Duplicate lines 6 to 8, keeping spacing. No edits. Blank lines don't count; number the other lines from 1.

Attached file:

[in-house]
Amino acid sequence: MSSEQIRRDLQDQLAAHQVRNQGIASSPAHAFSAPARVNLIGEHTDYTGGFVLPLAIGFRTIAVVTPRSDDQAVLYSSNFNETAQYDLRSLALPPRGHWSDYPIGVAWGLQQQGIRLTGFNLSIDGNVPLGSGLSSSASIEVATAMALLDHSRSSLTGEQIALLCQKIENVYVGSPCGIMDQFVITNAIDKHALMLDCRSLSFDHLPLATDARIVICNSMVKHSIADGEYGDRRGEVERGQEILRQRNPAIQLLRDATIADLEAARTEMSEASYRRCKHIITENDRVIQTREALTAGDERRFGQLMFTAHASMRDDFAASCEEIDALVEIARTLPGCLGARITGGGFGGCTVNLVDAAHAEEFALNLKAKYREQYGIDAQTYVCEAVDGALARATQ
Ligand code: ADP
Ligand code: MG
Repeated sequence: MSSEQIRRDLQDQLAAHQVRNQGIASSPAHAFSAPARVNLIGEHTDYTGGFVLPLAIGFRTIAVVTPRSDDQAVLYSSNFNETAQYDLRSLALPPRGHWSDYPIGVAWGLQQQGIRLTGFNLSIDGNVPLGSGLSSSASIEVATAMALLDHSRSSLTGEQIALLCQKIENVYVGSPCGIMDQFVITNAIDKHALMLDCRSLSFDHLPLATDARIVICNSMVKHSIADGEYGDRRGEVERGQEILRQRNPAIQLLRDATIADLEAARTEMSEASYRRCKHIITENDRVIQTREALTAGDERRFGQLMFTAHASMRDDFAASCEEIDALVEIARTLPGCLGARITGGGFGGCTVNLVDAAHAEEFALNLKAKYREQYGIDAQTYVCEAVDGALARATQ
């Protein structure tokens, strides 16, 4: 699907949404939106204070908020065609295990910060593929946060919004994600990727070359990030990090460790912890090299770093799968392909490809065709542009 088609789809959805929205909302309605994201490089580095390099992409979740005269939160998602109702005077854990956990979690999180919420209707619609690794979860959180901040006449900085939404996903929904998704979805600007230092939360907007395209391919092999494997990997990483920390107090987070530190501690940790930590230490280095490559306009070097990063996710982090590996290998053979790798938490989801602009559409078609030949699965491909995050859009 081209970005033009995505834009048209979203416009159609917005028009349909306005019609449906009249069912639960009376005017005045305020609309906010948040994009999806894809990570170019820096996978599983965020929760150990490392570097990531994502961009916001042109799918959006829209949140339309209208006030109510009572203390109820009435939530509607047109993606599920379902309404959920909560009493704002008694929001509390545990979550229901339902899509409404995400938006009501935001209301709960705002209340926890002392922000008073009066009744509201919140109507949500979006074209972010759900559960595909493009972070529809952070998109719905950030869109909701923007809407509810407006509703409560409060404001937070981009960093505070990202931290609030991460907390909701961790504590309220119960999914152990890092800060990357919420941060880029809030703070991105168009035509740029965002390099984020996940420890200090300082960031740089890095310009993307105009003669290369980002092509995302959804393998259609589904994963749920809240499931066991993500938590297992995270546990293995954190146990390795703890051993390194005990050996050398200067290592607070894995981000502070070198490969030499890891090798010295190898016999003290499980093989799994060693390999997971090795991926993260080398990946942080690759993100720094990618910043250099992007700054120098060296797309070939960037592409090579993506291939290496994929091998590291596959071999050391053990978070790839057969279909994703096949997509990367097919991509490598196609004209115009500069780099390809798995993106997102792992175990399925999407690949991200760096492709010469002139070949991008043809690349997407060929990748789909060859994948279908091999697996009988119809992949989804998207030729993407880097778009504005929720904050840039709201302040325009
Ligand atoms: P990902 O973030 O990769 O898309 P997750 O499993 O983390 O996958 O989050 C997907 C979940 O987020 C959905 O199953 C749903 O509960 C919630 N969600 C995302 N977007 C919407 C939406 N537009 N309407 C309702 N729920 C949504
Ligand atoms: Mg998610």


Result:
């Protein structure tokens, strides 16, 4: 699907949404939106204070908020065609295990910060593929946060919004994600990727070359990030990090460790912890090299770093799968392909490809065709542009 088609789809959805929205909302309605994201490089580095390099992409979740005269939160998602109702005077854990956990979690999180919420209707619609690794979860959180901040006449900085939404996903929904998704979805600007230092939360907007395209391919092999494997990997990483920390107090987070530190501690940790930590230490280095490559306009070097990063996710982090590996290998053979790798938490989801602009559409078609030949699965491909995050859009 081209970005033009995505834009048209979203416009159609917005028009349909306005019609449906009249069912639960009376005017005045305020609309906010948040994009999806894809990570170019820096996978599983965020929760150990490392570097990531994502961009916001042109799918959006829209949140339309209208006030109510009572203390109820009435939530509607047109993606599920379902309404959920909560009493704002008694929001509390545990979550229901339902899509409404995400938006009501935001209301709960705002209340926890002392922000008073009066009744509201919140109507949500979006074209972010759900559960595909493009972070529809952070998109719905950030869109909701923007809407509810407006509703409560409060404001937070981009960093505070990202931290609030991460907390909701961790504590309220119960999914152990890092800060990357919420941060880029809030703070991105168009035509740029965002390099984020996940420890200090300082960031740089890095310009993307105009003669290369980002092509995302959804393998259609589904994963749920809240499931066991993500938590297992995270546990293995954190146990390795703890051993390194005990050996050398200067290592607070894995981000502070070198490969030499890891090798010295190898016999003290499980093989799994060693390999997971090795991926993260080398990946942080690759993100720094990618910043250099992007700054120098060296797309070939960037592409090579993506291939290496994929091998590291596959071999050391053990978070790839057969279909994703096949997509990367097919991509490598196609004209115009500069780099390809798995993106997102792992175990399925999407690949991200760096492709010469002139070949991008043809690349997407060929990748789909060859994948279908091999697996009988119809992949989804998207030729993407880097778009504005929720904050840039709201302040325009
Ligand atoms: P990902 O973030 O990769 O898309 P997750 O499993 O983390 O996958 O989050 C997907 C979940 O987020 C959905 O199953 C749903 O509960 C919630 N969600 C995302 N977007 C919407 C939406 N537009 N309407 C309702 N729920 C949504
Ligand atoms: Mg998610």